Unlike the recent The Last Thing He Told Me, which closely stuck to the novel’s plot, Lessons in Chemistry offers a masterclass in how to trim and alter a bestseller for the screen. Elizabeth’s close bond with her young daughter Madeline (Alice Halsey) is one dynamic that stays true to the source material. Time jumps and flashbacks help maintain a steady pace, though the second half of the series is made more cohesive by pieces of Elizabeth and Calvin’s tale and the way Madeline comes into her own. Casting believable child actors can be tricky, and Madeline’s intelligence could come across as too mature, but newcomer Halsey is curious without being overly precocious. In Room, Larson’s onscreen relationship with Jacob Tremblay’s Jack was a highlight, and once again she finds herself part of a mother-child bond that feels lived-in and entirely believable. They say you should never work with animals or children, but Lessons in Chemistry requires both, and Elizabeth’s dog, Six-Thirty (played by a Goldendoodle named Gus), is another standout performer.
A Love Letter to TV
Another cornerstone of Lessons in Chemistry is Supper at Six, the TV series Elizabeth reluctantly agrees to host at the invitation of producer Walter (Kevin Sussman). She goes about her new job like it is a science project, looking up ratings information and watching how other hosts speak to their audience – both in the studio and at home. Building a rapport with viewers isn’t just about having a fun catchphrase or a cute kitchen set design, and Elizabeth’s honest approach is revelatory. This love letter to TV in its infancy and the personalities who capture our hearts is particularly compelling, as is the relationship between Walter and his new hire.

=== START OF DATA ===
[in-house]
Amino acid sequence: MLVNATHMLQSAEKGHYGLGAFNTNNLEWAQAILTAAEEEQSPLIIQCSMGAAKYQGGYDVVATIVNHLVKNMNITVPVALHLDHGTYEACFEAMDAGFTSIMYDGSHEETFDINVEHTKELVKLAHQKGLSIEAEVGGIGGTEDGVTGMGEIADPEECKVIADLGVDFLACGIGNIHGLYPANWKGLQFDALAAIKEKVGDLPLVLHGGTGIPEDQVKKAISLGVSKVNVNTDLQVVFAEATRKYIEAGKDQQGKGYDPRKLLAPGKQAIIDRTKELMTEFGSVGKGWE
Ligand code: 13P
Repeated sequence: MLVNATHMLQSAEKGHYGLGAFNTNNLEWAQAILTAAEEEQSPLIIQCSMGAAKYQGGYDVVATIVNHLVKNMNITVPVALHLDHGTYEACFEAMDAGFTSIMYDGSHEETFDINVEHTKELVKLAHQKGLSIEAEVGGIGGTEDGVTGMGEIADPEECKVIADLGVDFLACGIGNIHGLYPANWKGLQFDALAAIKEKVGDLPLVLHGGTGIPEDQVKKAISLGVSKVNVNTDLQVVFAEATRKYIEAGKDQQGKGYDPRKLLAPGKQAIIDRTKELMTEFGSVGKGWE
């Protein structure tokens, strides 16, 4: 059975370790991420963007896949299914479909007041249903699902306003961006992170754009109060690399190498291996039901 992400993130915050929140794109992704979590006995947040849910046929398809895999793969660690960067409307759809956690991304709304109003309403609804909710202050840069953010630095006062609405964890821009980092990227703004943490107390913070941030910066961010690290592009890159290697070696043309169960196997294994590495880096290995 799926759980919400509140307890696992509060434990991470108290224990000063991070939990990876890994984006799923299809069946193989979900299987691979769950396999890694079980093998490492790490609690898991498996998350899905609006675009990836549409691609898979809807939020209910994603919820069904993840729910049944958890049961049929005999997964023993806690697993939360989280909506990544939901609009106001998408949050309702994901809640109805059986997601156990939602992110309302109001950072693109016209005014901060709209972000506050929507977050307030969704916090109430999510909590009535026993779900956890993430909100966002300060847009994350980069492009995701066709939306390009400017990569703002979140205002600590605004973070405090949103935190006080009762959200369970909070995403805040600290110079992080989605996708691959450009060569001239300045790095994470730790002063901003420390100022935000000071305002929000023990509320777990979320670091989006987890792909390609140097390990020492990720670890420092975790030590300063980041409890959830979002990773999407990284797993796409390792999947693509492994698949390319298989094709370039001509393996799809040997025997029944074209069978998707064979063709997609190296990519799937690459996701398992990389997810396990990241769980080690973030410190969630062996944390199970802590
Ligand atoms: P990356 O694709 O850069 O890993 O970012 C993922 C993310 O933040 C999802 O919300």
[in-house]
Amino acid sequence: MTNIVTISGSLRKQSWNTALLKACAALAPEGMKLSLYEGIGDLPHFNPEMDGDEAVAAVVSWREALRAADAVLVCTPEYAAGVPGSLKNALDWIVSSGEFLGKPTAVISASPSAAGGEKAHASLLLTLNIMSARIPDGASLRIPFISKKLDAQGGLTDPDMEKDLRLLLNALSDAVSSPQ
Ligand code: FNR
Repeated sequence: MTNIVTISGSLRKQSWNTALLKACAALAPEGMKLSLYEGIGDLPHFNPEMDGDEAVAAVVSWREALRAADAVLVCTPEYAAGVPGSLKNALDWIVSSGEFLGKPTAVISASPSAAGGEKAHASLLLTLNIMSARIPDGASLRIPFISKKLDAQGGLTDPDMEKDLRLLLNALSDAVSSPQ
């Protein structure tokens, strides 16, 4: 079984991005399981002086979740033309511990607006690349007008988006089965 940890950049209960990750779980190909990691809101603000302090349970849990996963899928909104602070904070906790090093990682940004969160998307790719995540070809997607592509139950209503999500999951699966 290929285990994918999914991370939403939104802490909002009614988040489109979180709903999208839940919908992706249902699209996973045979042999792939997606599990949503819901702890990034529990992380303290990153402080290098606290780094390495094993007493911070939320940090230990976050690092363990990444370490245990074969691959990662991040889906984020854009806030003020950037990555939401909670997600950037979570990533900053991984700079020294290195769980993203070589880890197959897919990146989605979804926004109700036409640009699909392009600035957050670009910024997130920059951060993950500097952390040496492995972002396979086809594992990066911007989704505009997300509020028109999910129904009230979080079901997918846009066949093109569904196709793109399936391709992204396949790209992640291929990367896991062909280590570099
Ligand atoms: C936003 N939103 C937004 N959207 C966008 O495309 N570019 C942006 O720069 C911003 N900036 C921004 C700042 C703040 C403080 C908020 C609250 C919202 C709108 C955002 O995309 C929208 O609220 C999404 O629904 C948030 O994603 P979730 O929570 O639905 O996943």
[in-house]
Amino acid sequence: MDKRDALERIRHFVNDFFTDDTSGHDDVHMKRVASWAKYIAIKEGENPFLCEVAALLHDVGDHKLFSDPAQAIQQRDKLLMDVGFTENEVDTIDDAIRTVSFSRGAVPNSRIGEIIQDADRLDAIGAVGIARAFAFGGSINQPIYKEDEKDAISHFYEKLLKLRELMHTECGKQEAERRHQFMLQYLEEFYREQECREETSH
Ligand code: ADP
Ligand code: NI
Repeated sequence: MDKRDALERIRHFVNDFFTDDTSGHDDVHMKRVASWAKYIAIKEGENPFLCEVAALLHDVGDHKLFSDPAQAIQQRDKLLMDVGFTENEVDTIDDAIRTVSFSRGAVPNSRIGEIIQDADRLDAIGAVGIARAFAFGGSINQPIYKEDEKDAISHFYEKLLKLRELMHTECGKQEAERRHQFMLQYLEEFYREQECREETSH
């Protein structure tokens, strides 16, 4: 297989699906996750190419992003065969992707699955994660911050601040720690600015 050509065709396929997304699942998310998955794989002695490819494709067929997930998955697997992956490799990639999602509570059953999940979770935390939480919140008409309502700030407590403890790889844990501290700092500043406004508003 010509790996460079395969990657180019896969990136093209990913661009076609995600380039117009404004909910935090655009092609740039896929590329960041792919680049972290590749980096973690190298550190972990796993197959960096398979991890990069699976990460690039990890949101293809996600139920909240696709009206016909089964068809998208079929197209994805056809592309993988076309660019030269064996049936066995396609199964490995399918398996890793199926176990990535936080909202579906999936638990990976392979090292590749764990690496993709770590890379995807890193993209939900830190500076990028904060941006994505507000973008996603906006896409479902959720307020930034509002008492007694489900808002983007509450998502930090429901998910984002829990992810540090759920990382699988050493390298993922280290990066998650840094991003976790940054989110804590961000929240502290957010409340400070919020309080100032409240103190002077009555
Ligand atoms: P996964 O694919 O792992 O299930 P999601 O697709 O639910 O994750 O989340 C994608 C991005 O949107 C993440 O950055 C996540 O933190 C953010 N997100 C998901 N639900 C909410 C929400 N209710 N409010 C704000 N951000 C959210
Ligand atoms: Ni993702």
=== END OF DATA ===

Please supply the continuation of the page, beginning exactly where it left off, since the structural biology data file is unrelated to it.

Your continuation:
Food as a source of comfort and coping is an idea introduced at this early stage, showcasing how Elizabeth approaches what she makes in the kitchen with the same scientific eye as her DNA research. She stores spices in test tubes, further blurring the line between the kitchen and the laboratory. Production designer Cat Smith’s eye for detail and the specificity of these elements add to the unique world Elizabeth is building. Similarly, costume designer Mirren Gordon-Crozier utilizes Elizabeth’s closet to reflect how this character pushes back and (on occasion) falls in line, and the evolution…